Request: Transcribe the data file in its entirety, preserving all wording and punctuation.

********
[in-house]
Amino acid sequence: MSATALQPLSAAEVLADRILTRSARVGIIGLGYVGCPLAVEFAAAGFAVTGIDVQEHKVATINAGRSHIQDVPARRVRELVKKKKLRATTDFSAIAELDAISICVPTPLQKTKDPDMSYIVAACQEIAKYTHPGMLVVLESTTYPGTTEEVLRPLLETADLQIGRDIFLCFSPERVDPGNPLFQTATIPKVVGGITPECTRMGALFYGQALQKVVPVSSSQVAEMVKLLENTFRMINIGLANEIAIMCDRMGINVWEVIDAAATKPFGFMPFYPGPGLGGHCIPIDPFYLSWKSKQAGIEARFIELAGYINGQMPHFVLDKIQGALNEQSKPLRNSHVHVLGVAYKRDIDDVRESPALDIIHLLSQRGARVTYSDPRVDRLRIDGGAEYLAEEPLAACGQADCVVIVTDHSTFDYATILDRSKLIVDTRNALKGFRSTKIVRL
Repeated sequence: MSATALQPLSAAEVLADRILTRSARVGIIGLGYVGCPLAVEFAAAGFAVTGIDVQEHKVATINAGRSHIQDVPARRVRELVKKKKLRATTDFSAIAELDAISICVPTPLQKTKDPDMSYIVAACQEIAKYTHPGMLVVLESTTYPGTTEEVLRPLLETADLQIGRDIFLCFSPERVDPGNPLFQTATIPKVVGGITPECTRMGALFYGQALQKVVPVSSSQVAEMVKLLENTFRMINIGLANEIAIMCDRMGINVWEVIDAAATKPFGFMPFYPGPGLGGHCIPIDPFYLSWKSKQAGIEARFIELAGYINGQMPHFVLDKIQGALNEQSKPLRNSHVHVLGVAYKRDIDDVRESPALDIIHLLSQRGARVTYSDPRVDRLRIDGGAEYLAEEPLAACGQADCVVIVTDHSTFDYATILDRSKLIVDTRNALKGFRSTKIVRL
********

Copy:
[in-house]
Amino acid sequence: MSATALQPLSAAEVLADRILTRSARVGIIGLGYVGCPLAVEFAAAGFAVTGIDVQEHKVATINAGRSHIQDVPARRVRELVKKKKLRATTDFSAIAELDAISICVPTPLQKTKDPDMSYIVAACQEIAKYTHPGMLVVLESTTYPGTTEEVLRPLLETADLQIGRDIFLCFSPERVDPGNPLFQTATIPKVVGGITPECTRMGALFYGQALQKVVPVSSSQVAEMVKLLENTFRMINIGLANEIAIMCDRMGINVWEVIDAAATKPFGFMPFYPGPGLGGHCIPIDPFYLSWKSKQAGIEARFIELAGYINGQMPHFVLDKIQGALNEQSKPLRNSHVHVLGVAYKRDIDDVRESPALDIIHLLSQRGARVTYSDPRVDRLRIDGGAEYLAEEPLAACGQADCVVIVTDHSTFDYATILDRSKLIVDTRNALKGFRSTKIVRL
Repeated sequence: MSATALQPLSAAEVLADRILTRSARVGIIGLGYVGCPLAVEFAAAGFAVTGIDVQEHKVATINAGRSHIQDVPARRVRELVKKKKLRATTDFSAIAELDAISICVPTPLQKTKDPDMSYIVAACQEIAKYTHPGMLVVLESTTYPGTTEEVLRPLLETADLQIGRDIFLCFSPERVDPGNPLFQTATIPKVVGGITPECTRMGALFYGQALQKVVPVSSSQVAEMVKLLENTFRMINIGLANEIAIMCDRMGINVWEVIDAAATKPFGFMPFYPGPGLGGHCIPIDPFYLSWKSKQAGIEARFIELAGYINGQMPHFVLDKIQGALNEQSKPLRNSHVHVLGVAYKRDIDDVRESPALDIIHLLSQRGARVTYSDPRVDRLRIDGGAEYLAEEPLAACGQADCVVIVTDHSTFDYATILDRSKLIVDTRNALKGFRSTKIVRL